Tuesday, January 15, 2013

New Year, New 30 Day Book Challenge, Day 13

Day 13: Your Favorite Writer


My favorite writer is Flannery O’Connor, but I’ve written about her too many times on this blog. In fact, her estate in Milledgeville has asked me to stop. [I'm keeping all of our cease and desist letters in a large file.]

Miranda July
Instead, I thought this was a great excuse to write about my favorite writer this very minute, Miranda July.  She’s a genius, a creative monster, and a tour de force. She’s filmmaker, a writer, and an artist. It’s actually pretty sickening. What I love about her, well one of the many things I love about her, is that she takes art very seriously, even when she’s being absurd. She’s someone you can’t imagine ever not being creative. She’s inspiring. 

From July's Website 
Geez, now after all that I hope you’ll give her a chance. She’s written and directed two films, Me and You and Everyone We Know (starring John Hawks, yea, I love him too) and The Future. I highly recommend both films.
It Chooses You

Now, since this is a book blog, let's get to her books. She published a fantastic collection of short stories called, No One Belongs Here More Than You. It’s just breathtaking, and is in my top 50 books of all time. No Liz, we shouldn’t do a month long blog listing our favorite books in order. No. [Too late. I'll remind you repeatedly that it's your idea, too.]  

She wants to be my friend
Last year she published a book, and this is going to sound weird, but it's related to her film The Future, but she called up people who were advertising items for sale in the local The PennySaver newspaper, and asked if she could interview them. I know, it sounds trite, but these interviews, these stories are, sure, at times funny, but mostly just really moving. Anyway, it’s called It Chooses You.

One last thing about Miranda: please check out her website. It's really fantastic and she has lots of cool things including video of some of the folks she met while writing It Chooses You, and she answers readers' mail. [Really? Will she answer my questions? Like, why doesn't Gianna appreciate my singing?]

If  you like Karen Russell, George Saunders, Jennifer Egan, Chris Adrian, Sheila Heti, or Aimee Bender, Miranda July is for you. 
Rabih Alameddine


Virginia Woolf, Joyce Carol Oates, Margaret Atwood, Toni Morrison, Jennifer Egan, David Mitchell.  None of these people are surprises really. We do seem to write about this topic quite a bit. That's fine. One should never shy from praising wonderful books. Still, for the sake of variety, I am going to pick the guy I most wish would complete a new book.

Rabih Alameddine wrote a book that held me in awe when I read it--The Hakawati. I couldn't shut up about it. It's been five years and I am still obsessed.  I love books that weave together layers of stories, and The Hakawati (which is Arabic for storyteller) manages to blend more threads together than any other novel I've read.  It's the story of a man returning to Lebanon to be with his dying father and his family.  It's the story of a land told through myth and history and culture, told through the hakawatis who entertain listeners everyday in the tea houses of Beirut.  It's Arabian Nights, and jinns, and princes, and Scheherazade. It's an adventure story, a drama centered around the aerial battles of the Beirut pigeon teams, a war story in a land of religious turmoil, a romance, a comedy, a tragedy.  But like my favorite books, The Hakawati isn't just a feat of literary magic.  It has a soul, and Alameddine treats history, country, and characters with compassion.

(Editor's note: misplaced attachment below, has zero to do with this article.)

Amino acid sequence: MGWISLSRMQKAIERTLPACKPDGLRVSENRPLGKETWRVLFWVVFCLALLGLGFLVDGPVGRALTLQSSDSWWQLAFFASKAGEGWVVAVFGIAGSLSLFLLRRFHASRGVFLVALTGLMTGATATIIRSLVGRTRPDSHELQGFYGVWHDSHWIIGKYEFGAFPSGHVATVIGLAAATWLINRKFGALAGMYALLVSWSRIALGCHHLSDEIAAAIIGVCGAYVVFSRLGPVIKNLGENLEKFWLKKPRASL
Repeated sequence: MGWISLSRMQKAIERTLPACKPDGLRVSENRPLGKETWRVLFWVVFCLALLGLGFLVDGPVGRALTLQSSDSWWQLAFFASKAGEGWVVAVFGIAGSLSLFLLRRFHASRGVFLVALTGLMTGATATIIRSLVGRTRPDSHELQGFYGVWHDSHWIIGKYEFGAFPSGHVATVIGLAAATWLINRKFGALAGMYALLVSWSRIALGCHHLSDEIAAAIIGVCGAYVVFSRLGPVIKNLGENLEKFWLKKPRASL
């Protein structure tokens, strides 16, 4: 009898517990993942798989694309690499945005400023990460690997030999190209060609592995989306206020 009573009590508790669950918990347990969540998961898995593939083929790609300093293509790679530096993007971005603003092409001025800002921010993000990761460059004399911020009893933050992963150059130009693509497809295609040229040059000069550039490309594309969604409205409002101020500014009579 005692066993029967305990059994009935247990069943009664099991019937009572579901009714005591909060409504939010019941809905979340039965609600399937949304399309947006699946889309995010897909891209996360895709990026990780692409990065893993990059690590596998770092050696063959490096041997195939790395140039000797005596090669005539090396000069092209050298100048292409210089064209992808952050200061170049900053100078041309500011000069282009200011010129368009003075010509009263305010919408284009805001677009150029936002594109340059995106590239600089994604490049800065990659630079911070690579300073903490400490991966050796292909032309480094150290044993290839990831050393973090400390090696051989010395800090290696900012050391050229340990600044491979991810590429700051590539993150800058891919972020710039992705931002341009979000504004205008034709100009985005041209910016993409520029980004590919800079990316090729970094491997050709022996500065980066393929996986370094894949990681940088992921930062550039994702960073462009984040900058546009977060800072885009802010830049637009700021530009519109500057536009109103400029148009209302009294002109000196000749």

I, the Divine is divine.

But let's go back. Before I read The Hakawati, and before I was a Random House rep charged with selling it, I was a bookseller and stumbled upon a book called I, the Divine.  I'd never heard of the author, but the premise sounded interesting and I gave it a shot. The main character here is Sarah. This is a novel, the story of Sarah's life, as told through her attempts to write her memoir. The problem, though, is that Sarah never manages to get through the first chapter of her book, so through her false starts we slowly discover her whole life. It's innovative and moving.  (The title is a reference to the "divine" Sarah Bernhardt, what Sarah the protagonist's grandfather used to call her.) After I'd read and fallen for The Hakawati, it dawned on me that the author's name was familiar, and I realized that Rabih Alameddine had also written I, the Divine.

Alameddine has written other books too--Koolaids, his first novel, and a collection of short stories called The Perv. But four titles isn't enough for my obsession. My question is, Rabih Alameddine, what are you writing for me now? I'm not known for my patience.  I can be whiny.

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